From the digital command centers used by NASA and military commanders in the field to the ones used by brands like PepsiCo (client), Dell and Edelman Digital, I have come to expect banks of screens feeding data into intuitive graphics. I have come to expect information from a plethora of sources telling different facets of a same story on adjacent screens. As an information junkie, and being in the business of deriving insights from business intelligence, I have come to expect an orgy of data. And the thing is, it isn’t hard to do this. The tools exist now. They’re out there, dozens of them. Hundreds, even. It isn’t that difficult to build a modern, intuitive monitoring center for a newsroom that can quickly give journalists not just a sense of what is going on in the world but will also give them a better field view of how a particular story is unfolding over time.

Have you ever wondered how it is that when an earthquake hits Tokyo, you know about it via Twitter, Facebook or Instagram a full 40 minutes before you will hear about it on CNN or the BBC? It isn’t just that professional news organizations need time to confirm stories with reliable sources. Their discovery process for news stories may also need an upgrade.

There’s a new breed of journalist out there doing amazing things with social media. One of them is NPR’s Andy Carvin (@acarvin on Twitter. I recommend that you follow his feed so you can see him in action). I first noticed him during the “Arab Spring.” His coverage on Twitter was better than all of the news organizations’ coverage combined. Why? Two reasons:

1. He was able to point his audience to live updates from eye-witnesses and participants. Citizen journalists, if you will. The raw, unfiltered tweets, photos and videos of people in the middle of the story sharing what they were experiencing, using only their cell phones.

2. He was able to verify his sources in minutes. Part of it was instinct, part of it was validation from other trusted sources, but it worked. When foreign government agents tried to feed him false information, he was able to spot the subterfuge immediately.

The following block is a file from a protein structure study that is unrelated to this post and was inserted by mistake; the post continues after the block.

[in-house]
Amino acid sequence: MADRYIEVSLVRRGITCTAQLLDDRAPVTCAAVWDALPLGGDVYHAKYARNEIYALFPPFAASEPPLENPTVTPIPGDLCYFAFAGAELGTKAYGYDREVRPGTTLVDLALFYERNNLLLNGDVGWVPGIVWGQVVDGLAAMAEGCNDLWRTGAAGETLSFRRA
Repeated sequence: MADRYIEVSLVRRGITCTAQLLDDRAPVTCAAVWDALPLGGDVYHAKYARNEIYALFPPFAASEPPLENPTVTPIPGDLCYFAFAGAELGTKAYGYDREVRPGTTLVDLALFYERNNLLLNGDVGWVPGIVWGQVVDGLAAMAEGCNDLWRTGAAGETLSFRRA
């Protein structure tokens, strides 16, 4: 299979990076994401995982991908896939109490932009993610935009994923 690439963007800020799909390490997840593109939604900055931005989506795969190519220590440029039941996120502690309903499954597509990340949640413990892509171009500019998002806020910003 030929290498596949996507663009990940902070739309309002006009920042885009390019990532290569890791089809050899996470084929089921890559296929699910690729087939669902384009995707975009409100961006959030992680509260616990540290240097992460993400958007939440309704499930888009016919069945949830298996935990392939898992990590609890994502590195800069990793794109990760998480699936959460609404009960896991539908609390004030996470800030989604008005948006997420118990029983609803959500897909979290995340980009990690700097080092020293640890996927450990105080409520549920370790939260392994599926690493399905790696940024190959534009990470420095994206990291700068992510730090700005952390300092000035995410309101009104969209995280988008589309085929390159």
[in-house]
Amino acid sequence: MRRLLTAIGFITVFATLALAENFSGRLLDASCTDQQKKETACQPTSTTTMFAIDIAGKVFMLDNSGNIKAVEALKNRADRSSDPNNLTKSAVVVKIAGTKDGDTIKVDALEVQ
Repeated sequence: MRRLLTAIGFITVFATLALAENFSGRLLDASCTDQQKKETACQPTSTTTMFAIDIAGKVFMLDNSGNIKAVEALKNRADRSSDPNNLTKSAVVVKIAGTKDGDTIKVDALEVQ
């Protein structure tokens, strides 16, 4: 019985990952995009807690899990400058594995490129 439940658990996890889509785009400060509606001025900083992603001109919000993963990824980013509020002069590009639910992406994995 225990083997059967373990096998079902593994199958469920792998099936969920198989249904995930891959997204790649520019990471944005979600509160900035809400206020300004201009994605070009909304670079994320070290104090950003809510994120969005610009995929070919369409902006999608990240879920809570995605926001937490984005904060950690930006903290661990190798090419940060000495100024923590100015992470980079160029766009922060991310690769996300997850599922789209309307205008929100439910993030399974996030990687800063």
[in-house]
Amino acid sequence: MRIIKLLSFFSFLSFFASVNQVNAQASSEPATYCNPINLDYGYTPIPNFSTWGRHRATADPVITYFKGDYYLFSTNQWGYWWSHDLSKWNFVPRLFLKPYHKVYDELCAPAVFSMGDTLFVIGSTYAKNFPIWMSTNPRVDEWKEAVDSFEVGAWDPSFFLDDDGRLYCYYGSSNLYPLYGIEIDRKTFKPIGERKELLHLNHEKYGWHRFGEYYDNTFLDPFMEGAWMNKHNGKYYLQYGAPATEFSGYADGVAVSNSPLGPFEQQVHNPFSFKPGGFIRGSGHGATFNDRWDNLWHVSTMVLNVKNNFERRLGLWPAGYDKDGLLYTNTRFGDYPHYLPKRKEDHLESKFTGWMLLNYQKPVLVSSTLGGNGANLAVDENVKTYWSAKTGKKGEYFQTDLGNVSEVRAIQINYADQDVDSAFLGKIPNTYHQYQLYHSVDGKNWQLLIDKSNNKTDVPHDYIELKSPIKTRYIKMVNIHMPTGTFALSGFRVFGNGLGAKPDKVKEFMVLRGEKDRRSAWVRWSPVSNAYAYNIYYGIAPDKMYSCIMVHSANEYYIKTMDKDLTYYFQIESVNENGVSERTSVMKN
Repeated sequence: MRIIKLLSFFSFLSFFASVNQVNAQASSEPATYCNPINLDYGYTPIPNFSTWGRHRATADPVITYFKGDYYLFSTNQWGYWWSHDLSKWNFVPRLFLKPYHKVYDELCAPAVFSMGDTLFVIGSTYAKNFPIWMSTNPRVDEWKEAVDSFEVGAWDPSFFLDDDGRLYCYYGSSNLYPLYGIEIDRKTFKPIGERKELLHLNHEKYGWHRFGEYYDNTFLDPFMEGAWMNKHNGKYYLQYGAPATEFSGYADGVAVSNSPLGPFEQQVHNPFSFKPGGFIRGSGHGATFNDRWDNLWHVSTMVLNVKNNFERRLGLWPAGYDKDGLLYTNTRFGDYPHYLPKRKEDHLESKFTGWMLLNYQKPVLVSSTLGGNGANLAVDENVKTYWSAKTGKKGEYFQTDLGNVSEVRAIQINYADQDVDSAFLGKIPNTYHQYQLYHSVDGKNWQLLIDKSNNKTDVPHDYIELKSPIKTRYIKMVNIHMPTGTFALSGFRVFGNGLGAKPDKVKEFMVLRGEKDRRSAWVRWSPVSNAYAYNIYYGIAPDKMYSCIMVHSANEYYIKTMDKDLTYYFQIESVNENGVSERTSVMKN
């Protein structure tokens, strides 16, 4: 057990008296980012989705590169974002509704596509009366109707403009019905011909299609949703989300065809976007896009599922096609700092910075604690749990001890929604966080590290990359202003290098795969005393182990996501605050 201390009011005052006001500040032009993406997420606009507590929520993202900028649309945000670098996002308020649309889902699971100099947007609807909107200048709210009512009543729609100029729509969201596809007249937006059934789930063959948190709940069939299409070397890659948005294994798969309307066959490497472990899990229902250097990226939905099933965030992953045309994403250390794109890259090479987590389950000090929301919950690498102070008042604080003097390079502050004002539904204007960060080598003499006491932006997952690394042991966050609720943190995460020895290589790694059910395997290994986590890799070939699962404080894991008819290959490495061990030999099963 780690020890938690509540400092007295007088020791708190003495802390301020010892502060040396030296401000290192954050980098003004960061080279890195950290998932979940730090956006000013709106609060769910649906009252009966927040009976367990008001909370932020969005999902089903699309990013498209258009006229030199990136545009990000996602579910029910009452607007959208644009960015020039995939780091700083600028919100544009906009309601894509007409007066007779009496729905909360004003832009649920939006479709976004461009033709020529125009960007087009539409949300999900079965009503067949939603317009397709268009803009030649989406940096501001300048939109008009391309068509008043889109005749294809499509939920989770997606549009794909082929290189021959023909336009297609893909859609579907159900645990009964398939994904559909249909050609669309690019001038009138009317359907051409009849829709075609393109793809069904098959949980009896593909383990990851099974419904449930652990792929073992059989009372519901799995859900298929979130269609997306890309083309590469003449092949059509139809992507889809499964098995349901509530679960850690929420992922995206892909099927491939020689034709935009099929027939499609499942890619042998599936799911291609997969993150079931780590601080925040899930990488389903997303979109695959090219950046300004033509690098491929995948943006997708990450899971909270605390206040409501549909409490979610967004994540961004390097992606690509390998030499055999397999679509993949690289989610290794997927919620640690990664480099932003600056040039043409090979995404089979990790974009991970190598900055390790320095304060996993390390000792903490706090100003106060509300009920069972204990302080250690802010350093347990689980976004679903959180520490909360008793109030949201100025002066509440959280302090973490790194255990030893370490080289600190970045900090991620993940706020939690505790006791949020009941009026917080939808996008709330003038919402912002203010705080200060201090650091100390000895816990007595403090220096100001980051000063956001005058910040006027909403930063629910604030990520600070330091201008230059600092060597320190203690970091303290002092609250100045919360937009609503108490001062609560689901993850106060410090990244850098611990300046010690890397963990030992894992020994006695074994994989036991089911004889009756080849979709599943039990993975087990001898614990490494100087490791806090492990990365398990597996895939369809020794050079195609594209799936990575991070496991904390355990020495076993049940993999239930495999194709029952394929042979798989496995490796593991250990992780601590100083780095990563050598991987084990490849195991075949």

What Andy Carvin did with social media, his style of reporting, was one of the most exciting things I have seen in journalism in a long time. It was fast, it was fresh, it was effective and professional. But more than anything, it was bold and clever, and no one else out there was doing it. This is a guy who wasn’t just relying on the AP wire to find out about a story. He understood that by monitoring social channels, which is to say real-time, first person publishing channels, he could find himself in the middle of a news story anywhere in the world and report on what was going on there more clearly and effectively than if he was there himself.

I want to show you something. Below are two graphics. The first shows you the speed of news before Twitter. The second shows the speed of news after (since) Twitter. It will help put the changes taking place in the news business in perspective. Pay particular attention to the left side of the graphic.

Do you think that in five years, the world’s most trusted news rooms around the world will still be relying on a color-coded news wire to discover unfolding news? Do you think that they will be operating without a real-time, multi-channel information control center? If so, think again. Technology will never take the place of solid journalism. It will never replace good instincts, thorough investigative work and the responsible, professional reporting of facts. But technology is already changing the speed, depth and breadth of discovery, research, reporting and analysis. Before long, monitoring control centers will be standard in newsrooms, and that is a very good thing.

On a side-note, though the focus of our upcoming release (the details of which are still super double-top secret for now) is brand management and monitoring, it occurs to me that the applications for news organizations are… well, it could be a bit of a game-changer. I can’t wait to be able to show you what’s coming. You’ll get it as soon as you see it.

Soon. Soon.

Until then, even if you aren’t a journalist, check out Tickr’s free trial version. Use it as a keyword search tool. Use it to follow a story or topic. Get familiar with how it works and how easy it is to use. From news and chatter about the US Presidential debates to the latest PR crisis, you’ll get an appreciation for how powerful this kind of monitoring overwatch app is, as well as how much it already simplifies discovery and monitoring. I think you’ll like it.

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Let’s say that you are a brand manager, an agency working with a brand, a journalist following a brand (or just an ardent fan of a brand,) and you need to know what is being said about that brand, where it is being said, by whom, and when. Obviously, Tickr takes care of that for you, but let’s look at how easy it is to use.